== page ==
The Canadian women’s national team returned to form on Friday afternoon, beginning their two-match international window with a comfortable 3-0 victory over Wales in Cardiff.
After struggling initially to create chances, Canada eventually found its openings, and Deanne Rose, Evelyne Viens, and Jessie Fleming all notched goals. Les Rouges managed to turn around its attack with a busy second half, even without captain Christine Sinclair – who left with an injury midway through the first 45.
The first hurdle has thus been cleared for this camp, with a more challenging matchup to come on Tuesday against England. These two matches, likely being the last two friendlies Canada will play before the Tokyo Olympics this summer, will give coach Bev Priestman plenty to think about over the next few months.
Here are three things that stood out from Canada’s win over Wales.
Goalscoring form finally returns
Against Wales, the Canadian forwards seemed much more confident in scoring opportunities — Rose buried her first-half chance after Quinn’s superb ball, and Viens and Fleming’s goals were both excellent finishes as well.
After Canada’s lacklustre attacking showings in Orlando, it was hard not to feel the absence of a prolific goalscorer like Christine Sinclair. She returned on Friday, but only for about half an hour – ultimately, she wasn’t involved in any of the Canadian goals. If her injury is a longer-term issue, then the attacking performance against Wales is hopefully evidence that the rest of the attacking corps can figure it out.
Learning to play through the middle
The fact that Canada played this game on the narrow pitch at Leckwith Stadium forced them to play more through the middle of the pitch, which was perhaps a useful exercise. Without enough space for the fullbacks and wingers to burn Wales around the outside, Canada focused on building through the likes of Quinn and Jessie Fleming.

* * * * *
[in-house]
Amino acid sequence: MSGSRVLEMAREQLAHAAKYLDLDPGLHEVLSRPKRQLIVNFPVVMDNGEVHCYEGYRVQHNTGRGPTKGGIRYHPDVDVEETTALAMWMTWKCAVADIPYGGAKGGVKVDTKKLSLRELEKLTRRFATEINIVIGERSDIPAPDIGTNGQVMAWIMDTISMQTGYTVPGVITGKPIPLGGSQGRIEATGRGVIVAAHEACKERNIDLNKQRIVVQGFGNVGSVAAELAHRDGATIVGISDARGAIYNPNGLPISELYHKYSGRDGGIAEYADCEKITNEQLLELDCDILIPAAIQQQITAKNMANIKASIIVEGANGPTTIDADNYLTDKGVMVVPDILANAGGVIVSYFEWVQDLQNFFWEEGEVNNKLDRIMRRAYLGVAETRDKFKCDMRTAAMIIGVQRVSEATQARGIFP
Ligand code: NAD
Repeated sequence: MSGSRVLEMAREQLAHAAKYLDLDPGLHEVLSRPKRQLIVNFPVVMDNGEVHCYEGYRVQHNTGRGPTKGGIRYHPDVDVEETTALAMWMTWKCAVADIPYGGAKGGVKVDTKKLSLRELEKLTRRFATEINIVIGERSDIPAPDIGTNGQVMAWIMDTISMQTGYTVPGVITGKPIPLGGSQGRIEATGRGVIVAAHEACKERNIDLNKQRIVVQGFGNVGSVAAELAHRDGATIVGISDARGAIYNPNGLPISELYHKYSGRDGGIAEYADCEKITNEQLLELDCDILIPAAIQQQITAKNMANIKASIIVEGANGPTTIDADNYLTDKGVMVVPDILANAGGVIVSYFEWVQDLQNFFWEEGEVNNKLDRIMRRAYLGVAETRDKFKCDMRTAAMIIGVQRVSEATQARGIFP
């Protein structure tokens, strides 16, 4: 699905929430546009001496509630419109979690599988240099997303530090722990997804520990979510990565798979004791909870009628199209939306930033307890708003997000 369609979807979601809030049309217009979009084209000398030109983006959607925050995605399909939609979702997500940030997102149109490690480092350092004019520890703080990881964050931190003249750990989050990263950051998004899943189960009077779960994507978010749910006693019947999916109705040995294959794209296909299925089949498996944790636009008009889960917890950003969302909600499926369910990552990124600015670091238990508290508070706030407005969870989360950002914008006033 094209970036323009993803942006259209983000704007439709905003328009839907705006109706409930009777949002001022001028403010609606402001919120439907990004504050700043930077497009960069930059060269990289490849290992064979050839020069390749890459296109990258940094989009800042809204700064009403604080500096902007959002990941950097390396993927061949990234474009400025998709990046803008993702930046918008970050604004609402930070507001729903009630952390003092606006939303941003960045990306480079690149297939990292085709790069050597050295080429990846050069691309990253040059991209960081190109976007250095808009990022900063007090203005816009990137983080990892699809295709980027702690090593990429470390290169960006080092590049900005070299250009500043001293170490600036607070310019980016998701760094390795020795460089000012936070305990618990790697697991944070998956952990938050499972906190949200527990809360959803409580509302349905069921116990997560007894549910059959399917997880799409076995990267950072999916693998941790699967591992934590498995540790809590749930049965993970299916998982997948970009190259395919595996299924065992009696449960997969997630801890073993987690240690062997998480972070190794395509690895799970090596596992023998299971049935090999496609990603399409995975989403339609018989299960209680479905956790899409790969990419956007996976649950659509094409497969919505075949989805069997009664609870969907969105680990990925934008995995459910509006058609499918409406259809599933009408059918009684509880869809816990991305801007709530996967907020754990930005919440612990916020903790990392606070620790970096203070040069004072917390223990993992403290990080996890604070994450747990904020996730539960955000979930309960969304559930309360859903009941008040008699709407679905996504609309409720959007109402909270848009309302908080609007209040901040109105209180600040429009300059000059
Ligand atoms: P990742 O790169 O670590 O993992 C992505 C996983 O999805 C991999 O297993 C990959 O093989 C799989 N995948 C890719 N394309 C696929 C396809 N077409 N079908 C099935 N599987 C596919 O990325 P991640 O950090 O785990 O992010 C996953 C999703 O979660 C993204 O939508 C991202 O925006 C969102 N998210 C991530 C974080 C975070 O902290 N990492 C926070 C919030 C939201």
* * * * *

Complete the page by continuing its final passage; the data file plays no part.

Ashley Lawrence, who began the game at fullback, drifted into midfield in the second half, providing a very brief glimpse of a central triangle featuring herself, Quinn, and Fleming. That particular combination is one many fans and pundits (this writer included) have been wanting to see for a while, as perhaps the most mobile trio available.
With the likes of Jayde Riviere and Gabrielle Carle showing improvement recently at fullback, Priestman may be more comfortable in future putting Lawrence in a central role in future.
Quinn was excellent yet again on Friday, with their long ball over the top to Deanne Rose producing Canada’s first goal. With their ability to cover more ground – both with passes and on foot – Fleming is freer to create further up the pitch; she may not have been able to score her extraordinary goal if she had greater defensive responsibilities.
Fortunate not to concede?
Although Canada, for the most part, dominated this game, with 53 per cent possession and 19 shots to Wales’ eight, they still had to withstand a few nervy moments at the back.
In the final 10 minutes of the first half, Wales began pressing against a Canadian side that looked a little rattled in the wake of Sinclair’s injury. A few Welsh chances did make it all the way into the Canadian penalty area, although nothing ultimately tested goalkeeper Stephanie Labbé.
Canada was also probably fortunate not to give away a penalty kick early in the second half, when Carle and Labbé were fairly clumsy trying to stop a counter-attack. The referee didn’t award the kick, but very well could (and maybe should) have.
It’s definitely positive that Canada faced a few threats and turned them away (certainly, zero shots on target for Wales out of eight total shots is a good thing). Still, there were a few moments where the defending was slightly more desperate than perhaps it should’ve been.
Nonetheless, the performance was fairly dominant on the whole, and – Sinclair’s injury aside – the victory was a near-universal positive for Bev Priestman’s side.